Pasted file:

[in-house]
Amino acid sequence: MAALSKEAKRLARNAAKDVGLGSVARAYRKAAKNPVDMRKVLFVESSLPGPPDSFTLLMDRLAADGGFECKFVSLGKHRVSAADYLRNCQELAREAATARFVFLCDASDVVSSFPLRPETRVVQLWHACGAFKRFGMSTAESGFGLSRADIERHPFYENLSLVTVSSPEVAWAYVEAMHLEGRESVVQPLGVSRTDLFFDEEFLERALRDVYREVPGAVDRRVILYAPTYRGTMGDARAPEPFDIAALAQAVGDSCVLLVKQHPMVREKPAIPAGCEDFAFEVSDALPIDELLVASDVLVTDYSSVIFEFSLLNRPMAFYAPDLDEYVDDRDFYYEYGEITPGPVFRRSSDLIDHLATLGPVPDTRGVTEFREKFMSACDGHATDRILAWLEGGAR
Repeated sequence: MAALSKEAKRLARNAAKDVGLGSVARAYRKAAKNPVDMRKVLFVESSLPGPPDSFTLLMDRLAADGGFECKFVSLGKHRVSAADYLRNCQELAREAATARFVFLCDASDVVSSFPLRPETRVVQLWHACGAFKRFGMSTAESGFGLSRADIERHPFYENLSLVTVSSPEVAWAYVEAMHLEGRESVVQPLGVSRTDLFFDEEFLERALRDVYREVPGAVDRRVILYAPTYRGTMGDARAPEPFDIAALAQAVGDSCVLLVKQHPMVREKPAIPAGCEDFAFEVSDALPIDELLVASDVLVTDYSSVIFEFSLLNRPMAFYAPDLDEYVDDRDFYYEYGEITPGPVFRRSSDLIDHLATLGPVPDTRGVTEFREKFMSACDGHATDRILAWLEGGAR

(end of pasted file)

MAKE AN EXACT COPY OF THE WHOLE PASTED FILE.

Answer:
[in-house]
Amino acid sequence: MAALSKEAKRLARNAAKDVGLGSVARAYRKAAKNPVDMRKVLFVESSLPGPPDSFTLLMDRLAADGGFECKFVSLGKHRVSAADYLRNCQELAREAATARFVFLCDASDVVSSFPLRPETRVVQLWHACGAFKRFGMSTAESGFGLSRADIERHPFYENLSLVTVSSPEVAWAYVEAMHLEGRESVVQPLGVSRTDLFFDEEFLERALRDVYREVPGAVDRRVILYAPTYRGTMGDARAPEPFDIAALAQAVGDSCVLLVKQHPMVREKPAIPAGCEDFAFEVSDALPIDELLVASDVLVTDYSSVIFEFSLLNRPMAFYAPDLDEYVDDRDFYYEYGEITPGPVFRRSSDLIDHLATLGPVPDTRGVTEFREKFMSACDGHATDRILAWLEGGAR
Repeated sequence: MAALSKEAKRLARNAAKDVGLGSVARAYRKAAKNPVDMRKVLFVESSLPGPPDSFTLLMDRLAADGGFECKFVSLGKHRVSAADYLRNCQELAREAATARFVFLCDASDVVSSFPLRPETRVVQLWHACGAFKRFGMSTAESGFGLSRADIERHPFYENLSLVTVSSPEVAWAYVEAMHLEGRESVVQPLGVSRTDLFFDEEFLERALRDVYREVPGAVDRRVILYAPTYRGTMGDARAPEPFDIAALAQAVGDSCVLLVKQHPMVREKPAIPAGCEDFAFEVSDALPIDELLVASDVLVTDYSSVIFEFSLLNRPMAFYAPDLDEYVDDRDFYYEYGEITPGPVFRRSSDLIDHLATLGPVPDTRGVTEFREKFMSACDGHATDRILAWLEGGAR